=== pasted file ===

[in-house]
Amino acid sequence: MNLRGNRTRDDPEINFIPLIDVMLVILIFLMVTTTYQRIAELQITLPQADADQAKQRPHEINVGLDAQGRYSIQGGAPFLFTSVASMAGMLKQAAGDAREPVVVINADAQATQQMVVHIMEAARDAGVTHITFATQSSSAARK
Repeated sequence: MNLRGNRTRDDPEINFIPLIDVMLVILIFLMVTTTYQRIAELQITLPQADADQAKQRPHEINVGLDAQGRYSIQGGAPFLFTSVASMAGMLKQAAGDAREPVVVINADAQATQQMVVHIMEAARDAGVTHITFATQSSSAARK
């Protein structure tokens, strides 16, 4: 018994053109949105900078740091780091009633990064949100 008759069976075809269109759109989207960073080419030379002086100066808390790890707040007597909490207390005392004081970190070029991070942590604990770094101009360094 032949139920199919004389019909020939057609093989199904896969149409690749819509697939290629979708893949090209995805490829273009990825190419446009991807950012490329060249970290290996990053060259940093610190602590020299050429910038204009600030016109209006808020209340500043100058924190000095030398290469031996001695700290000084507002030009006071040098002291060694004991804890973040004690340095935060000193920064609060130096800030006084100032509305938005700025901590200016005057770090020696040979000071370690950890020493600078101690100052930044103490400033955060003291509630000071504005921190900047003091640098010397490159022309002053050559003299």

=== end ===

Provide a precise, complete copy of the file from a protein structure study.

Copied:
[in-house]
Amino acid sequence: MNLRGNRTRDDPEINFIPLIDVMLVILIFLMVTTTYQRIAELQITLPQADADQAKQRPHEINVGLDAQGRYSIQGGAPFLFTSVASMAGMLKQAAGDAREPVVVINADAQATQQMVVHIMEAARDAGVTHITFATQSSSAARK
Repeated sequence: MNLRGNRTRDDPEINFIPLIDVMLVILIFLMVTTTYQRIAELQITLPQADADQAKQRPHEINVGLDAQGRYSIQGGAPFLFTSVASMAGMLKQAAGDAREPVVVINADAQATQQMVVHIMEAARDAGVTHITFATQSSSAARK
């Protein structure tokens, strides 16, 4: 018994053109949105900078740091780091009633990064949100 008759069976075809269109759109989207960073080419030379002086100066808390790890707040007597909490207390005392004081970190070029991070942590604990770094101009360094 032949139920199919004389019909020939057609093989199904896969149409690749819509697939290629979708893949090209995805490829273009990825190419446009991807950012490329060249970290290996990053060259940093610190602590020299050429910038204009600030016109209006808020209340500043100058924190000095030398290469031996001695700290000084507002030009006071040098002291060694004991804890973040004690340095935060000193920064609060130096800030006084100032509305938005700025901590200016005057770090020696040979000071370690950890020493600078101690100052930044103490400033955060003291509630000071504005921190900047003091640098010397490159022309002053050559003299």